Age-related macular degeneration (AMD) is one of the leading causes of blindness worldwide, especially in developed countries, and there is currently no known treatment or cure or for the vast majority of AMD patients. New research published in BioMed Central's open access journal Genome Medicine has identified genes whose expression levels can identify people with AMD, as well as tell apart AMD subtypes.
It is estimated that 6.5% of people over age 40 in the US currently have AMD. There is an inheritable genetic risk factor but risk is also increased for smokers and with exposure to UV light. Genome-wide studies have indicated that genes involved in the innate immune system and fat metabolism are involved in this disease. However none of these prior studies examined gene expression differences between AMD and normal eyes.
In order to address this question, researchers at the University of California Santa Barbara, the University of Utah John Moran Eye Center, and the University of Iowa combined forces and used a human donor eye repository to identify genes up-regulated in AMD. The ability of these genes to recognize AMD was tested on a separate set of samples.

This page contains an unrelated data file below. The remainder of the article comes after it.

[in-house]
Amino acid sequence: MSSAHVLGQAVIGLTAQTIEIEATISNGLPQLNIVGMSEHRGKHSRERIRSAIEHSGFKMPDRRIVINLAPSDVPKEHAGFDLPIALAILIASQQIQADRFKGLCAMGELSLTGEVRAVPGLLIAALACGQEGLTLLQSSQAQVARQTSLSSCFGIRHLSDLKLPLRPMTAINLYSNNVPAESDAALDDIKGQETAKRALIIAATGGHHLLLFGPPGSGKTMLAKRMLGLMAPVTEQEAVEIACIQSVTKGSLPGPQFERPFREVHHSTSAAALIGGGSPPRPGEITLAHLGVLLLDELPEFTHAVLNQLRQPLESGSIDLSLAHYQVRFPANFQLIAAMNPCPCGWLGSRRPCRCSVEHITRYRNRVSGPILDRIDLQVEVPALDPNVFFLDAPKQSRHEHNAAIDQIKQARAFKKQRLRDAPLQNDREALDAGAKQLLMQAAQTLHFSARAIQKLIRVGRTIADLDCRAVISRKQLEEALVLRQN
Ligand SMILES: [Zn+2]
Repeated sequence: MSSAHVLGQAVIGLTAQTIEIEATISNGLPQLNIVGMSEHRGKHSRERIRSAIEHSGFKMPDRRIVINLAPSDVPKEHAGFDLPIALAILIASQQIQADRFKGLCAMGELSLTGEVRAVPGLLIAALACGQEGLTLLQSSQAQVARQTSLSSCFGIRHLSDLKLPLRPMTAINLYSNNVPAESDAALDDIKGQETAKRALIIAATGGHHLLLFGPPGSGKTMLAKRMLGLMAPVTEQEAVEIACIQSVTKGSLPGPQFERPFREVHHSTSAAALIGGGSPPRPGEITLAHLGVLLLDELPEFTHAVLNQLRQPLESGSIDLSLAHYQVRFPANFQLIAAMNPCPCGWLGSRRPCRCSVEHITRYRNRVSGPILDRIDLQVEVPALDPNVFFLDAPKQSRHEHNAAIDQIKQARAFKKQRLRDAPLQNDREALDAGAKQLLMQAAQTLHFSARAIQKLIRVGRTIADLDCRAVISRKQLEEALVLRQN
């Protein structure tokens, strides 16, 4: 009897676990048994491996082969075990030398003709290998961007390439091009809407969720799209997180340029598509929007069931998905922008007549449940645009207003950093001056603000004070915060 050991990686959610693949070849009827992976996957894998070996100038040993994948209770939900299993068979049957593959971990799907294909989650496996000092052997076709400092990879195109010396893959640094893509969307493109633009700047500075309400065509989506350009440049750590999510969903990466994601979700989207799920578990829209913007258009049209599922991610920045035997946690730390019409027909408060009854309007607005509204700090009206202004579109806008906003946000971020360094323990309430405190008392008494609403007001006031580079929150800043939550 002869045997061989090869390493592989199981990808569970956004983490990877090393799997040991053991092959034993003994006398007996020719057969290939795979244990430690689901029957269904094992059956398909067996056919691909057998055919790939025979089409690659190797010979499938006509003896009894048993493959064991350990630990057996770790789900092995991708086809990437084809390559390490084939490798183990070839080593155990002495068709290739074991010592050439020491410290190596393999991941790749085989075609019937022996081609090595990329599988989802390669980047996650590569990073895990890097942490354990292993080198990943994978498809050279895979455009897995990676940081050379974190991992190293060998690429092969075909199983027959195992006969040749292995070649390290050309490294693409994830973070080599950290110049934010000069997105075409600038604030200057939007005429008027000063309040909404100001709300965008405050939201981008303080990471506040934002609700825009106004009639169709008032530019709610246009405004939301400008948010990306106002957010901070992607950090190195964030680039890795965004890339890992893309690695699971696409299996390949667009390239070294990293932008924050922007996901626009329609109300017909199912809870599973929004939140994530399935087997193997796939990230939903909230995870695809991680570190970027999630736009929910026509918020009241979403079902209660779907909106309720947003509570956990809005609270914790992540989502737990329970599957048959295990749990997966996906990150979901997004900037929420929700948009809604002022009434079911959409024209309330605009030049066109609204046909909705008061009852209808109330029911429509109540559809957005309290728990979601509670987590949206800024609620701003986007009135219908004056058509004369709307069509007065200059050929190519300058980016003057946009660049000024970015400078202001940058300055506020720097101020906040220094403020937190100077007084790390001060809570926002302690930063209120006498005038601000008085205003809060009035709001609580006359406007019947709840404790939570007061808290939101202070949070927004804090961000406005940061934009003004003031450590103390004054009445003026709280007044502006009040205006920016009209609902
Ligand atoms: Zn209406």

The team discovered over 50 genes that have higher than normal levels in AMD, the top 20 of which were able to 'predict' a clinical AMD diagnosis. Genes over-expressed in the RPE-choroid (a tissue complex located beneath the retina) included components of inflammatory responses, while in the retina, the researchers found genes involved in wound healing and the complement cascade, a part of the innate immune system. They found retinal genes with expression levels that matched the disease severity for advanced stages of AMD.
Dr. Monte Radeke, one of the project leaders, explained, "Not only are these genes able to identify people with clinically recognized AMD and distinguish between different advanced types -- some of these genes appear to be associated with pre-clinical stages of AMD. This suggests that they may be involved in key processes that drive the disease. Now that we know the identity and function of many of the genes involved in the disease, we can start to look among them to develop new diagnostic methods, and for new targets for the development of treatments for all forms of AMD."
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